Fruity Filter: As a Christian, I believe I am to reflect Christ in my relationships and my talk. I believe when I talk, I should be putting those filters of the fruit of the Spirit into place: Love, joy, peace… For example, with a sarcastic bent to my humor, that means that I have tried my hardest to make sure that when I make a joke or comment, it is not tearing others down. Yes, I will make a joke about the situation at hand, or I will deflect it back to me and put the joke on me instead of someone else…. but I try not to employ that sarcasm toward a specific other person.
Um, that’s really hard. In fact, I just paused. That’s what those dots are. I totally paused because I used sarcasm on someone yesterday. It was so yummy and delicious and self-uplifting…but it was so wrong and so against my filter. So, even though I just said that above, I am not perfect in this and am still trying to learn. So hard. You can call me out on it if you see me do it. (just kidding, no you can’t. #gofilteryourself)
NoGame Filter: The best lesson I’ve learned as I’m now getting old(er), is to use the NoGame Filter. It’s just not worth it to play the people games, the one-upping games, the ones where you aren’t even yourself anymore and you realize you don’t have any real relationships because you’re so fake. Nope. Not gonna play it. This means honesty in my responses (Or, frankly, many times this means keeping my mouth shut.). But by being honest in my responses, my friendships are much more honest as well. Shocking, right?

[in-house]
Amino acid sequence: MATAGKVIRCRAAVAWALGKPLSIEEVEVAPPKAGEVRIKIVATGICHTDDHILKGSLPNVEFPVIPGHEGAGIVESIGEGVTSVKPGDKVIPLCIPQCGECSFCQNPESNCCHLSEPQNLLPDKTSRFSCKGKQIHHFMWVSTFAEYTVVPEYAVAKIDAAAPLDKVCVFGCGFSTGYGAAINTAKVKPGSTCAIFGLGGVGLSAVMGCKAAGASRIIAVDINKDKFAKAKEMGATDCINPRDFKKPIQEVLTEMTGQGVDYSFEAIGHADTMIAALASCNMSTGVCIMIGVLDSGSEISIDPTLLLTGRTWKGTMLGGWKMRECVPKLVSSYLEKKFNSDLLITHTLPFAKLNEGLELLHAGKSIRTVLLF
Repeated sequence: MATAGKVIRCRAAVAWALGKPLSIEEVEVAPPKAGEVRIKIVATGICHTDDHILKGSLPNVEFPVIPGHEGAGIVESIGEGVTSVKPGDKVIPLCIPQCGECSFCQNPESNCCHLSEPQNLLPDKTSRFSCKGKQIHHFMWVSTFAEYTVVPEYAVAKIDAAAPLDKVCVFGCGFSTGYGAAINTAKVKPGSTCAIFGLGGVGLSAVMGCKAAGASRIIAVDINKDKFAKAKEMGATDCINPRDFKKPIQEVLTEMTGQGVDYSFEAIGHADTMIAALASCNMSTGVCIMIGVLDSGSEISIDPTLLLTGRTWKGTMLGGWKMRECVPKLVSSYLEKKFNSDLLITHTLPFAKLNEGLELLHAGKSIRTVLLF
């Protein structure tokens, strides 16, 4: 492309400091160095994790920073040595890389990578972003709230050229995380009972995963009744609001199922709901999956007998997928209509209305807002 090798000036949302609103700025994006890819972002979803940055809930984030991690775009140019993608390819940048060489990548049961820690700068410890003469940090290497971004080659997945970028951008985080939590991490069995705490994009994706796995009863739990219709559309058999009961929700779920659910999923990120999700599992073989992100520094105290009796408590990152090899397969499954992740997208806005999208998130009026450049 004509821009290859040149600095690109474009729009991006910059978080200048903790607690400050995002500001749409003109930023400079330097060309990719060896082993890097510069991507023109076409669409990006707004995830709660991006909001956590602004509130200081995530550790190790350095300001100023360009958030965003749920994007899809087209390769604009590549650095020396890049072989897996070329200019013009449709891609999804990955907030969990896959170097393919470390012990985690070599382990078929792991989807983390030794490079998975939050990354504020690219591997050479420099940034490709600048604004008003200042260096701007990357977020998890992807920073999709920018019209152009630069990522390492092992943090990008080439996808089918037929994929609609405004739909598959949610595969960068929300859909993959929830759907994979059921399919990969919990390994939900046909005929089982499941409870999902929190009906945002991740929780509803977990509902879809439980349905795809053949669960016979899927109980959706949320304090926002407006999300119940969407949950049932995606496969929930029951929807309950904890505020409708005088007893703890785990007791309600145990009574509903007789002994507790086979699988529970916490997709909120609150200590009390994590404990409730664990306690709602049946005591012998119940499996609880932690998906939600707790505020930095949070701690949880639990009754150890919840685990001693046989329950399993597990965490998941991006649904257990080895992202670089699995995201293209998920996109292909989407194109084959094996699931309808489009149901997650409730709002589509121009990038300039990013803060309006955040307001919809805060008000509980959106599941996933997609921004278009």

Btw: Passive aggressiveness is the enemy against the NoGame Filter. You know you’re in a passive aggressive rut when you’re constantly thinking, “Why am I here?? Why am I allowing this person to affect my life when all it does is bring me down??” Stop. It. You’re not being mean, you’re letting that person fly free to find someone else that will be better suited to them- you’re not being honest in your relationship, so how is that even fair to them? All along you think you’re being so nice and kind and giving, when actually you’re just a big liar. #youusedtoomanyfilters #youdontlooklikeyourselfanymore
And sometimes this means that the filter isn’t even about you. It’s about them: Try having a conversation that is just questions about the other person. Let them talk. Let them share the stories. It’s not about you. It’s about getting to know people and supporting and encouraging them. Listen.
So what do you think? Do you have a set of filters you apply to the “Real Life You?” What filter are you applying that you should delete? Are you only showing the good shots? The tilted-neck-til-we’re-skinny shots? Or are you using the real-life shots, the ones where you’re not playing games and you’re applying the grace of God to your talk and your relationships?